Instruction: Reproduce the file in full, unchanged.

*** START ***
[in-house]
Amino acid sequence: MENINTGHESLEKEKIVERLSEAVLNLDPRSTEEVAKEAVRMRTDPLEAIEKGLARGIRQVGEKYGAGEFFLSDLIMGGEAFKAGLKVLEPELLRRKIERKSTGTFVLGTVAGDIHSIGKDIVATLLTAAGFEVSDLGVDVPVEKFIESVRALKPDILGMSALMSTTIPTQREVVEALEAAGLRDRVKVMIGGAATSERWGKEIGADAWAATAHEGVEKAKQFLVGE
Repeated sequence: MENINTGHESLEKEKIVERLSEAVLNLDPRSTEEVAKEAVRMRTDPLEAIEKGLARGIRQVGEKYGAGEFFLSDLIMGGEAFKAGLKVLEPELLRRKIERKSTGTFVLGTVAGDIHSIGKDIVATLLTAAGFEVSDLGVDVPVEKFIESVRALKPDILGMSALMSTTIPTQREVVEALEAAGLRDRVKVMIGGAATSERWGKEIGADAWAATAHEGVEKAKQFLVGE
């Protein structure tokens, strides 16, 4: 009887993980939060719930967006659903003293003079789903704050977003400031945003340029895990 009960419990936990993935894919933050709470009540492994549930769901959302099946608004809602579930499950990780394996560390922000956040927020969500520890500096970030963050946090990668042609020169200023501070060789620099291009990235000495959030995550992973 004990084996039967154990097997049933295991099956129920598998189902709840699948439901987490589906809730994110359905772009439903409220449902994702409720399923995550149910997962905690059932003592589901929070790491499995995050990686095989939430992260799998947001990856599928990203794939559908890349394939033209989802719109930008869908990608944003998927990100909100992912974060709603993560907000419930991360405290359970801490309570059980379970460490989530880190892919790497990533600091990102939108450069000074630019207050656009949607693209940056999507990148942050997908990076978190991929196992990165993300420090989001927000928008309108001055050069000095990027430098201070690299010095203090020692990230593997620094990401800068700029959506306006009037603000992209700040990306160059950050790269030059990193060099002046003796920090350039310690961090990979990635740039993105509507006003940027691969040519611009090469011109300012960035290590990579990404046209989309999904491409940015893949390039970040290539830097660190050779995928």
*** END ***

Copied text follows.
[in-house]
Amino acid sequence: MENINTGHESLEKEKIVERLSEAVLNLDPRSTEEVAKEAVRMRTDPLEAIEKGLARGIRQVGEKYGAGEFFLSDLIMGGEAFKAGLKVLEPELLRRKIERKSTGTFVLGTVAGDIHSIGKDIVATLLTAAGFEVSDLGVDVPVEKFIESVRALKPDILGMSALMSTTIPTQREVVEALEAAGLRDRVKVMIGGAATSERWGKEIGADAWAATAHEGVEKAKQFLVGE
Repeated sequence: MENINTGHESLEKEKIVERLSEAVLNLDPRSTEEVAKEAVRMRTDPLEAIEKGLARGIRQVGEKYGAGEFFLSDLIMGGEAFKAGLKVLEPELLRRKIERKSTGTFVLGTVAGDIHSIGKDIVATLLTAAGFEVSDLGVDVPVEKFIESVRALKPDILGMSALMSTTIPTQREVVEALEAAGLRDRVKVMIGGAATSERWGKEIGADAWAATAHEGVEKAKQFLVGE
């Protein structure tokens, strides 16, 4: 009887993980939060719930967006659903003293003079789903704050977003400031945003340029895990 009960419990936990993935894919933050709470009540492994549930769901959302099946608004809602579930499950990780394996560390922000956040927020969500520890500096970030963050946090990668042609020169200023501070060789620099291009990235000495959030995550992973 004990084996039967154990097997049933295991099956129920598998189902709840699948439901987490589906809730994110359905772009439903409220449902994702409720399923995550149910997962905690059932003592589901929070790491499995995050990686095989939430992260799998947001990856599928990203794939559908890349394939033209989802719109930008869908990608944003998927990100909100992912974060709603993560907000419930991360405290359970801490309570059980379970460490989530880190892919790497990533600091990102939108450069000074630019207050656009949607693209940056999507990148942050997908990076978190991929196992990165993300420090989001927000928008309108001055050069000095990027430098201070690299010095203090020692990230593997620094990401800068700029959506306006009037603000992209700040990306160059950050790269030059990193060099002046003796920090350039310690961090990979990635740039993105509507006003940027691969040519611009090469011109300012960035290590990579990404046209989309999904491409940015893949390039970040290539830097660190050779995928």